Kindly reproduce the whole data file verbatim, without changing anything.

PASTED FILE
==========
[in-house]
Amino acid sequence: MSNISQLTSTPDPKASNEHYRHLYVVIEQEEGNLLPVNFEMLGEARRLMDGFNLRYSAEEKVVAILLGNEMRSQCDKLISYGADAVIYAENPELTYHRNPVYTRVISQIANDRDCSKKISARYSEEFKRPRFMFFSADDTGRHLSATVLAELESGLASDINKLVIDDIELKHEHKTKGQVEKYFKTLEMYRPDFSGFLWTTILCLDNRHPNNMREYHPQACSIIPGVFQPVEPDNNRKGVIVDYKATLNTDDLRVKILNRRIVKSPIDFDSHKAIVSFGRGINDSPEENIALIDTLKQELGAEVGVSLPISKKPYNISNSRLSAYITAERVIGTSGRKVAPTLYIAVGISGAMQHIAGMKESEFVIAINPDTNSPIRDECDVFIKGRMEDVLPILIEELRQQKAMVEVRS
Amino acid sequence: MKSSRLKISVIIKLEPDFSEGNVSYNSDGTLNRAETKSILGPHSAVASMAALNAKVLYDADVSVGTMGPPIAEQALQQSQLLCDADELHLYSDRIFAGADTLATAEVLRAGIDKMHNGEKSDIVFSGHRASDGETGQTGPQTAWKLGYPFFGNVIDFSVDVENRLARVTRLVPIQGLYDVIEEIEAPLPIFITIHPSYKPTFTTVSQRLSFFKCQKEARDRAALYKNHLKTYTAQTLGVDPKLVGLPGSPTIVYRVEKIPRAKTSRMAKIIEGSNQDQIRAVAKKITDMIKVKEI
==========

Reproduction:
[in-house]
Amino acid sequence: MSNISQLTSTPDPKASNEHYRHLYVVIEQEEGNLLPVNFEMLGEARRLMDGFNLRYSAEEKVVAILLGNEMRSQCDKLISYGADAVIYAENPELTYHRNPVYTRVISQIANDRDCSKKISARYSEEFKRPRFMFFSADDTGRHLSATVLAELESGLASDINKLVIDDIELKHEHKTKGQVEKYFKTLEMYRPDFSGFLWTTILCLDNRHPNNMREYHPQACSIIPGVFQPVEPDNNRKGVIVDYKATLNTDDLRVKILNRRIVKSPIDFDSHKAIVSFGRGINDSPEENIALIDTLKQELGAEVGVSLPISKKPYNISNSRLSAYITAERVIGTSGRKVAPTLYIAVGISGAMQHIAGMKESEFVIAINPDTNSPIRDECDVFIKGRMEDVLPILIEELRQQKAMVEVRS
Amino acid sequence: MKSSRLKISVIIKLEPDFSEGNVSYNSDGTLNRAETKSILGPHSAVASMAALNAKVLYDADVSVGTMGPPIAEQALQQSQLLCDADELHLYSDRIFAGADTLATAEVLRAGIDKMHNGEKSDIVFSGHRASDGETGQTGPQTAWKLGYPFFGNVIDFSVDVENRLARVTRLVPIQGLYDVIEEIEAPLPIFITIHPSYKPTFTTVSQRLSFFKCQKEARDRAALYKNHLKTYTAQTLGVDPKLVGLPGSPTIVYRVEKIPRAKTSRMAKIIEGSNQDQIRAVAKKITDMIKVKEI